You can find out more about the Lords of Misrule on their Facebook page, and their Twitter.
I don’t know why it took so long to dawn on me – after 20 years of a scientific career – that what we call the “scientific method” really only refers the second half of any scientific story. It describes how we test and refine the ideas and hypotheses we have about nature through the engagement of experiment or observation and theoretical ideas and models.
But something must happen before this. All of this process rests upon the vital, essential, precious ability to conceive of those ideas in the first place. And, sadly, we talk very little about this creative core of science: the imagining of what the unseen structures in the world might be like.
We need to be more open about it. I have been repeatedly saddened by hearing from school students that they were put off science “because there seemed no room there for my own creativity”. What on earth have we done to leave this formulaic impression of how science works?
Science and poetry
The 20th century biologist Peter Medawar was one of the few recent writers to discuss the role of creativity in science at all. He claimed that we are quietly embarrassed about it, because the imaginative phase of science possesses no “method” at all. In his 1982 book Pluto’s Republic he points out:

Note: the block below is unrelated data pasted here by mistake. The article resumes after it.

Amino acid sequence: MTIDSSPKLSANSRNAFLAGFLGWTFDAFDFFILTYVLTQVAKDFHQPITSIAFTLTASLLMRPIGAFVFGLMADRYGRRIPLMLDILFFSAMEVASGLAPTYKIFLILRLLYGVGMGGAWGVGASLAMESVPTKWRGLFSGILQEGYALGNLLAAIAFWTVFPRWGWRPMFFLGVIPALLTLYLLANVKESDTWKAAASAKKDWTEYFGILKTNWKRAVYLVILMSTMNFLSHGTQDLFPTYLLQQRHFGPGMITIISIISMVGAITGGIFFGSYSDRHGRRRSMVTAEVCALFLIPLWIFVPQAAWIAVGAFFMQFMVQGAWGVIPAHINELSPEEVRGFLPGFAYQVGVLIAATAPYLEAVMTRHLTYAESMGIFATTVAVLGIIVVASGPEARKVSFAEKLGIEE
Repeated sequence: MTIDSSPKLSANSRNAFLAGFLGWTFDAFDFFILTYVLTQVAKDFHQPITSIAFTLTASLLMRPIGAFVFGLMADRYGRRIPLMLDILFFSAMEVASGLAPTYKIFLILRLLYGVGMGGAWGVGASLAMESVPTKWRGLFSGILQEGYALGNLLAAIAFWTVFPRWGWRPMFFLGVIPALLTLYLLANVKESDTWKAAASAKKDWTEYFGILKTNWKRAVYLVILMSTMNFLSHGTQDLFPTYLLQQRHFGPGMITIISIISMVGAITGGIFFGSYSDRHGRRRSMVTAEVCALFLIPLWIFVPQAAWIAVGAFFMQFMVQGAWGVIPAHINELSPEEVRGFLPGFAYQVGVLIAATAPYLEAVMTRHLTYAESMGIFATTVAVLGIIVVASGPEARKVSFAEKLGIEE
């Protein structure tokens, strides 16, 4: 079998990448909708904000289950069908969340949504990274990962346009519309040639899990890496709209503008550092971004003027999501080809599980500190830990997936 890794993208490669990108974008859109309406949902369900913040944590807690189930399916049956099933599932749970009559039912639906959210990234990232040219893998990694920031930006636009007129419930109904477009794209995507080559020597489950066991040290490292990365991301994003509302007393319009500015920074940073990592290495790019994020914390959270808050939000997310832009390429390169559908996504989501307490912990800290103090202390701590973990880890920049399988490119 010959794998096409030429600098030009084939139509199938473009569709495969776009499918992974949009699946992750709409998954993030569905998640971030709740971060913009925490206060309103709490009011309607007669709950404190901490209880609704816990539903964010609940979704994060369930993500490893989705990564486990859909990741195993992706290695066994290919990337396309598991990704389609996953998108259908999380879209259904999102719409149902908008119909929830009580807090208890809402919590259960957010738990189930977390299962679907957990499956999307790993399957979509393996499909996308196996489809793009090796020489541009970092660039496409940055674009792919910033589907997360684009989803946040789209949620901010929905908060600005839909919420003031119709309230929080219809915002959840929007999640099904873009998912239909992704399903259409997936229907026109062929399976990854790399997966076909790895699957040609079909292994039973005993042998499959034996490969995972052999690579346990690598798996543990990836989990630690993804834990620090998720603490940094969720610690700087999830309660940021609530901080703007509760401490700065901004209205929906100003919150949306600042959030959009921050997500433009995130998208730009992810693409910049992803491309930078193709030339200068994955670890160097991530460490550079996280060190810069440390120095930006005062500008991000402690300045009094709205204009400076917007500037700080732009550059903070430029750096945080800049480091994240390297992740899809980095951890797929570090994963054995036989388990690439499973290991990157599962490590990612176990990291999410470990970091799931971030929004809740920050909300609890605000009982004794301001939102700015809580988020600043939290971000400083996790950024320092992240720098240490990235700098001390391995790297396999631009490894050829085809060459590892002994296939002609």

The weakness of the hypothetico-deductive system, in so far as it might profess to cover a complete account of the scientific process, lies in its disclaiming any power to explain how hypotheses come into being.
Medawar is equally critical of glib comparisons of scientific creativity to the sources of artistic inspiration. Because whereas the sources of artistic inspiration are often communicated – they “travel” – scientific creativity is very much private. Scientists, he claims, unlike artists, do not share their tentative imaginings or inspired moments, but only the polished results of complete investigations.
The romantic poet William Wordsworth, on the other hand, two centuries ago, foresaw a future in which:
The remotest discoveries of the Chemist, the Botanist, or Mineralogist, will be as proper objects of the Poet’s art as any upon which it can be employed, if the time should ever come when these things shall be familiar to us.
Here is the need for ideas to “travel” again – which, if Medawar is correct, they have still failed to do. By and large poets still don’t write about science (with some notable exceptions such as R S Thomas). Nor is science “an object of contemplation”, as the historian Jacques Barzun put it. Yet the few scientists who have vocalised their experience of formulating new ideas are in no doubt about its contemplative and creative essence. Einstein, in his book with the physicist Leopold Infeld, The Evolution of Physics, wrote: